The seed was planted in April 2009. All of us. Me, my husband, my daughter, hovering around a tiny screen, scrolling through pictures of children needing sponsors on the Compassion website. How do you choose one child over another? When each ones eyes burn right through to your heart, and all you want is to scoop them up and bring them all home. Here to our home. Then my daughter speaks it, “she has no shoes. That little girl right there. No shoes.” She’s pointing at the screen. My daughter just 7 years old at the time, her heart breaking for the little one on the other side of the world who has no shoes. She wonders how she walks around in the gravel, in the garbage that she sees lying all around as we read about her country. She decides it right then. She wants us to sponsor those that don’t have shoes. Because in her mind of 7 years old, that would be the worst thing ever.
Fast forward to today. 2014. And this post falls across my screen, Losing My Religion, and Logan’s words paint the reality she is living right now in Uganda. I see it through her eyes, and I cannot NOT unsee it. And how did I not know that in Uganda, “if one parent dies or leaves and the other parent remarries, it is the new spouse’s prerogative whether or not to keep the prior relationship’s child as their own?” Or this, “Parents can’t afford to care for their children, so they drop them off in baby homes where at least they will be fed?” Me. A momma of a little one that we fought so hard to keep. In all regards an orphan herself, she is now ours, and we are humbled that God would choose us to be our parents. These words they break me. As I just can’t see how someone could abandon their child. I don’t understand why I keep going back and reading the post. But I do.
How do I become so comfortable in my little world that I don’t see the big picture? When just a year ago, I spoke the words, of doing right here from my home, because that is all I can do right now. Why I am not doing? What am I not doing?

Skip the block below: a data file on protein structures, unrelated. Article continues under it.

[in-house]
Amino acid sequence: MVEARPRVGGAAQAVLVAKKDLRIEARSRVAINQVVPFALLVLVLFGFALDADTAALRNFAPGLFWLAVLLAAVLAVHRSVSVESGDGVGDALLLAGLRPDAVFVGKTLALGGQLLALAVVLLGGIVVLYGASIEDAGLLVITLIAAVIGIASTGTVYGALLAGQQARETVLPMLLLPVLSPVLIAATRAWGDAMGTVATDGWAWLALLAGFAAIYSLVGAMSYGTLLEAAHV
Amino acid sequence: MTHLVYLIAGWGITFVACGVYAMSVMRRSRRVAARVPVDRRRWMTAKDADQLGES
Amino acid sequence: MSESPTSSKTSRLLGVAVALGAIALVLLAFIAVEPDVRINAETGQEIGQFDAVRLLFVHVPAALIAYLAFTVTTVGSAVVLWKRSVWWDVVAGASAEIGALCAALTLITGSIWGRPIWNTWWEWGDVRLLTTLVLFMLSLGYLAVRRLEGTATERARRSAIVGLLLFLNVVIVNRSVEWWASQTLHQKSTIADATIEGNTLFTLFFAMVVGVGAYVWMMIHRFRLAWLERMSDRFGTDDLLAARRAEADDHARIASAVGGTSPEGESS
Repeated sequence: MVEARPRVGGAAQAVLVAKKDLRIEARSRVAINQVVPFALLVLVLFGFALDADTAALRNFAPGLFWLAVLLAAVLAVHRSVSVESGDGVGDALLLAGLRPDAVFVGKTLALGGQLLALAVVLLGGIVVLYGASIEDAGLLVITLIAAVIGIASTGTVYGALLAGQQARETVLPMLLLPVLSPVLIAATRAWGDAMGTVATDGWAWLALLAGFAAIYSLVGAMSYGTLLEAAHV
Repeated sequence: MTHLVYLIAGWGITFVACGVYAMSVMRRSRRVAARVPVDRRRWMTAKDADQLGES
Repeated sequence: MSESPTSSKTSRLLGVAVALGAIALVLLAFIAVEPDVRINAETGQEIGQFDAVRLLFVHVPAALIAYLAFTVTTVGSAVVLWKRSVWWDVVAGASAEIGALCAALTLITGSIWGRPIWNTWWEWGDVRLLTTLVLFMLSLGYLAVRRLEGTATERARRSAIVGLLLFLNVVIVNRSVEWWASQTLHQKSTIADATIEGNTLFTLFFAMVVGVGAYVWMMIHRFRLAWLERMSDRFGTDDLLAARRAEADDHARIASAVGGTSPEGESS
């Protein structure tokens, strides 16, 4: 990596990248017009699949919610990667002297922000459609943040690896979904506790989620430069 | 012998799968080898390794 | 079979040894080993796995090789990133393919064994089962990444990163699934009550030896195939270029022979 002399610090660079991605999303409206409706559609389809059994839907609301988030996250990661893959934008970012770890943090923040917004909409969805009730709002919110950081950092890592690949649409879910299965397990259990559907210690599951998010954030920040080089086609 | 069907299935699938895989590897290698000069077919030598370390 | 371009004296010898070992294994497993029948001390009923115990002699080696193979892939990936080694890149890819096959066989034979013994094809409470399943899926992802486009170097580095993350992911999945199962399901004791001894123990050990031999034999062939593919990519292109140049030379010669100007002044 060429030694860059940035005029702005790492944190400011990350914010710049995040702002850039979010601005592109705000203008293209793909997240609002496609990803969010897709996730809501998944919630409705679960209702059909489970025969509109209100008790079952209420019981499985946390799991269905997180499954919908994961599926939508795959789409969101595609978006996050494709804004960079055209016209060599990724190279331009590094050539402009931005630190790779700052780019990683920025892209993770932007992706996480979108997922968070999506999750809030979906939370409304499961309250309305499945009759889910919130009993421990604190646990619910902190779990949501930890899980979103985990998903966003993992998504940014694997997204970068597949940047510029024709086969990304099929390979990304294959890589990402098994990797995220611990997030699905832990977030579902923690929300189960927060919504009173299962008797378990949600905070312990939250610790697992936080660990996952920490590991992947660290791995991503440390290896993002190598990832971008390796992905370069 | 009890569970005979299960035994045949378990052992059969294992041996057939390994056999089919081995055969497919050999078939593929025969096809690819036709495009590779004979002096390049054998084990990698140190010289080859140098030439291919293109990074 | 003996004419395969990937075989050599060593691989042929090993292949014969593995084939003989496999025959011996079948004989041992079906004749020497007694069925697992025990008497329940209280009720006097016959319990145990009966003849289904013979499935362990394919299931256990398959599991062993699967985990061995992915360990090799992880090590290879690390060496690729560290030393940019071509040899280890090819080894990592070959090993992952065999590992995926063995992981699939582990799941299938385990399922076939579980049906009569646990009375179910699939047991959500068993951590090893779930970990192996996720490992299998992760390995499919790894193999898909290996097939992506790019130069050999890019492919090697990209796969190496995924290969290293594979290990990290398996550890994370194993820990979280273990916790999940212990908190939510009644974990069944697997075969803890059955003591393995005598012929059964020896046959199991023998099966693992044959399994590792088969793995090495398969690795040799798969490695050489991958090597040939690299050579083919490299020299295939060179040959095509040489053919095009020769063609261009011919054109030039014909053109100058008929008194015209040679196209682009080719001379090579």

Logan she is in Uganda with a team of bloggers on behalf of Sole Hope. “A group of passionate, committed people who are putting closed toed shoes on African children, one pair at a time. We are also holding medical clinics, providing education, and jobs for and with the beautiful souls in Uganda. It all started with an encounter with a YouTube video–a video that broke Asher’s heart, took us WAY out of our comfort zones, and led us to Uganda.”
And I still don’t see the connection. Until I do.
It’s a no brainer. Logan lays it wide open right here. She tells of her holding these children, jiggers being pulled from their tiny feet. The pain is unbearable and she feels right there with them. I feel it too. And its a no brainer how to stop this pain.
Carey is right there with her and she says this “What I absolutely love, love, love about Sole Hope is that they have invented a way for you, right where you are, to make a difference AND create community. It is so very simple.” and this, “You may not be in Africa but your jeans can come. Send them on over.”
Now I see it. The connection. And God is whispering it. And I do it. Right then and there. I order a kit. A kit for 50 people, to cut shoes out of jeans from a pattern. Simple. A no brainer. And I don’t even know 50 people. But this is what God is telling me. My daughter and I we commit to ourselves, to God, to these little children… 100 pairs of shoes. One hundred pairs of shoes by the end of April. How do we make it happen? I am not sure. But God knows.
Maybe you want to participate? Bring your friends? Send your old jeans? Supplies? Maybe? God knows. And I wait on Him to fulfill it. In the meantime, the kit is on it’s way and we are planning a party. A shoe cutting party. And it will be grand.
And I pray it…
Break my heart for what breaks yours, Lord.